Whatever it is you’re thinking about on this Yom Kippur, invite them into the conversation. 

--Maybe you’re struggling with a difficult decision you have to make.  Who’s the one who was so good at helping you think through these things? 

Ask them for advice, now.

--Maybe you’re feeling stressed and overwhelmed at work.  Who’s the one who you could just call and dump it all on them, and they would listen patiently and let you talk? 

Talk to them now.

--Maybe things aren’t great at home.  Your child is sick, or having a hard time with friends; or you and your spouse are in a bad place right now. 

Who’s the one you want to call and cry to, and just let yourself melt because you know it’s safe to be vulnerable with them?

Cry to them now.

They know you better than anyone.

They shaped you.  They were there for you. 

And they still are.

Because you remember them.

* * *

This year, let’s do what Rabbi Soloveitchik’s father did.

Let’s teach our children what it means to remember.

Let’s introduce them to our loved ones who have passed: the people who shaped us and knew us; the people we look to, even now, for guidance, and comfort, and wisdom –

So that our children will come to know them, and love them, and look to them, too.  

Let’s teach them that our loved ones are, and always will be, very much alive, as long as we remember them –

Not as people who lived a long time ago, but as people who are with us and important to us now, and in the future.

Because to remember, in Judaism, is to transcend the boundaries of time. 

Through memory, past, present, and future are one.

About the Author

Rabbi Brian Stoller

Rabbi Brian Stoller

Rabbi Stoller - Senior Rabbi

Rabbi Stoller grew up in Houston, TX, and attended The University of Texas where he received a Bachelor of Business Administration in Honors Business Program & Finance in 1996. After graduation, he first worked as a Political Consultant and Hill Consultants in Houston and then serviced as Press Secretary for U.S. Senator Peter Fitzgerald (IL), Washington, DC. Rabbi Stoller has stated, “Seven years in politics is enough to drive you to God. That is my short explanation for why I left my career as a U.S. Senate press secretary to become a rabbi – although, in truth, there is a lot more to the story. While politics can certainly be disillusioning, I see my journey from the Capitol to the rabbinate as a personal spiritual evolution toward a fuller, more authentic version of myself, a deeper engagement with things that really matter, and the realization of my destiny to be a teacher and spiritual guide to others.”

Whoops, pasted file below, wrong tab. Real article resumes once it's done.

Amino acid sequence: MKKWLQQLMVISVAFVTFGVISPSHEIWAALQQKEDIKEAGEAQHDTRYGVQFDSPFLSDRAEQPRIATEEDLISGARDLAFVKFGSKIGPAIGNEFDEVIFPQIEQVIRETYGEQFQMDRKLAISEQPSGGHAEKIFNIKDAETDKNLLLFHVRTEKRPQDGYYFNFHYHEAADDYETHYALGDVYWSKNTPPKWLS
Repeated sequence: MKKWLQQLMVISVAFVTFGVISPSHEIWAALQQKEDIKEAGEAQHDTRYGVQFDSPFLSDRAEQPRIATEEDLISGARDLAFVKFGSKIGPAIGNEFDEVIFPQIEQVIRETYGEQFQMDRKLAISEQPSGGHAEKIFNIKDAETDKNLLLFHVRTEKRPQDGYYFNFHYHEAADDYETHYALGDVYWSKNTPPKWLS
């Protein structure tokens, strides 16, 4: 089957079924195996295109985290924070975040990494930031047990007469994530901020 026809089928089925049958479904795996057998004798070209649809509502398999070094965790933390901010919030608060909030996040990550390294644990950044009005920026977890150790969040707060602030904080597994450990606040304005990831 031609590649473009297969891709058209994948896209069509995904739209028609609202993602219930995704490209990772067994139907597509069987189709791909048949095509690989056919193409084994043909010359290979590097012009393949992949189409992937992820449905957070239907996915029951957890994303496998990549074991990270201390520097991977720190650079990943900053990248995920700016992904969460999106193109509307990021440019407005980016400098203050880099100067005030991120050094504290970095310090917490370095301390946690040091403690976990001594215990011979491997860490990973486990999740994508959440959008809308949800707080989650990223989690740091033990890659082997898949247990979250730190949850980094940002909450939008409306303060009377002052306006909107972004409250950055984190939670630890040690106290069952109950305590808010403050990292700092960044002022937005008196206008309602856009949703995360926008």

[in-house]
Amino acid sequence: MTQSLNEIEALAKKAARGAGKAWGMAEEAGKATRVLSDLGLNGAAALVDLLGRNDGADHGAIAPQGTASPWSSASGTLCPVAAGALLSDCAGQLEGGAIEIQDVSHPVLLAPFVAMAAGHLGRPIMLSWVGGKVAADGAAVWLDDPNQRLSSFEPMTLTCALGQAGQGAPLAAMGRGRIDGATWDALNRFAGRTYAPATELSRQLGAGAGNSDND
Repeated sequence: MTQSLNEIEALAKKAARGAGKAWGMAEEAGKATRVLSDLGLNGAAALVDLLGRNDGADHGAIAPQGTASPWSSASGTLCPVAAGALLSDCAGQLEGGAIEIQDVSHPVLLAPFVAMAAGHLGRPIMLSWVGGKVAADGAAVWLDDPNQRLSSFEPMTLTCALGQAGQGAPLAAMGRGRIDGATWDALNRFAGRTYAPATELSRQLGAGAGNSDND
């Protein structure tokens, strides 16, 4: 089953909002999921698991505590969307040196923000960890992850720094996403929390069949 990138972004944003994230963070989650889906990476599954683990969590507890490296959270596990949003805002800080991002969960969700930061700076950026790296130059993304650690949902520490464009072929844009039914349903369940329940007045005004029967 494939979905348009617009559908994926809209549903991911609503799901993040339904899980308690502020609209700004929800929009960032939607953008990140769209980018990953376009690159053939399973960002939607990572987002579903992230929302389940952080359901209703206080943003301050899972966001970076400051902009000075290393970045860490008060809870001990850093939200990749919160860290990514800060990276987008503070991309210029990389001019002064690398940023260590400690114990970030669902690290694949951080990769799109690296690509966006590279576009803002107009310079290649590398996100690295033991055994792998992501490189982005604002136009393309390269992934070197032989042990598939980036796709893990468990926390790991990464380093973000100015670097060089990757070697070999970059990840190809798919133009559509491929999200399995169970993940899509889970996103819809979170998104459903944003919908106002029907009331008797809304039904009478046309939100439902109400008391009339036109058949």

Rabbi Stoller was previously the associate rabbi at Congregation B’nai Jehoshua Beth Elohim (BJBE), Deerfield, IL. He served at BJBE since 2008 when he was ordained as a rabbi from Hebrew Union College-Jewish Institute of Religion, Cincinnati, OH, where he is currently also a Ph.D. Candidate in Rabbinics.

Rabbi Stoller is married to Karen Flayhart and they have two children, Lindsay (7) and Zachary (3). For enjoyment, Rabbi Stoller likes cycling and is learning to play ukulele with his daughter along with learning to read German.